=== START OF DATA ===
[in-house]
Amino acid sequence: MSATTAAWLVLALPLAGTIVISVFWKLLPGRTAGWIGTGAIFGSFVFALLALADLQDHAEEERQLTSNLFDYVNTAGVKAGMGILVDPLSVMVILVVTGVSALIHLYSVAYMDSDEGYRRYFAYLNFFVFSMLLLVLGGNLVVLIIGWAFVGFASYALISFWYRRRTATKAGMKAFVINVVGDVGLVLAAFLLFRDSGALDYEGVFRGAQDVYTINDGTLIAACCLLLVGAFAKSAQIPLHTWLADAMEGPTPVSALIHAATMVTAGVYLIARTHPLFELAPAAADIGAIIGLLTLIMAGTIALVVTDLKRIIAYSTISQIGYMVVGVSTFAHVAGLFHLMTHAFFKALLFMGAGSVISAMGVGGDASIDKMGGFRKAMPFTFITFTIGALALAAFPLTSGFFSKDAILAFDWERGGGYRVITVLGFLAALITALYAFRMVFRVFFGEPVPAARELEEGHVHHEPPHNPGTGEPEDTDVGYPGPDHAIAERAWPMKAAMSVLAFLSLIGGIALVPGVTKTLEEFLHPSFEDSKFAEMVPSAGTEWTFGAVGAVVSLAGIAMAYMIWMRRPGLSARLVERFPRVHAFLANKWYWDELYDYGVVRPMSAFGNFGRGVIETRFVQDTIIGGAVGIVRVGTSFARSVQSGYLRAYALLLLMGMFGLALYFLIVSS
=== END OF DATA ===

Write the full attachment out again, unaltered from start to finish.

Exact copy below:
[in-house]
Amino acid sequence: MSATTAAWLVLALPLAGTIVISVFWKLLPGRTAGWIGTGAIFGSFVFALLALADLQDHAEEERQLTSNLFDYVNTAGVKAGMGILVDPLSVMVILVVTGVSALIHLYSVAYMDSDEGYRRYFAYLNFFVFSMLLLVLGGNLVVLIIGWAFVGFASYALISFWYRRRTATKAGMKAFVINVVGDVGLVLAAFLLFRDSGALDYEGVFRGAQDVYTINDGTLIAACCLLLVGAFAKSAQIPLHTWLADAMEGPTPVSALIHAATMVTAGVYLIARTHPLFELAPAAADIGAIIGLLTLIMAGTIALVVTDLKRIIAYSTISQIGYMVVGVSTFAHVAGLFHLMTHAFFKALLFMGAGSVISAMGVGGDASIDKMGGFRKAMPFTFITFTIGALALAAFPLTSGFFSKDAILAFDWERGGGYRVITVLGFLAALITALYAFRMVFRVFFGEPVPAARELEEGHVHHEPPHNPGTGEPEDTDVGYPGPDHAIAERAWPMKAAMSVLAFLSLIGGIALVPGVTKTLEEFLHPSFEDSKFAEMVPSAGTEWTFGAVGAVVSLAGIAMAYMIWMRRPGLSARLVERFPRVHAFLANKWYWDELYDYGVVRPMSAFGNFGRGVIETRFVQDTIIGGAVGIVRVGTSFARSVQSGYLRAYALLLLMGMFGLALYFLIVSS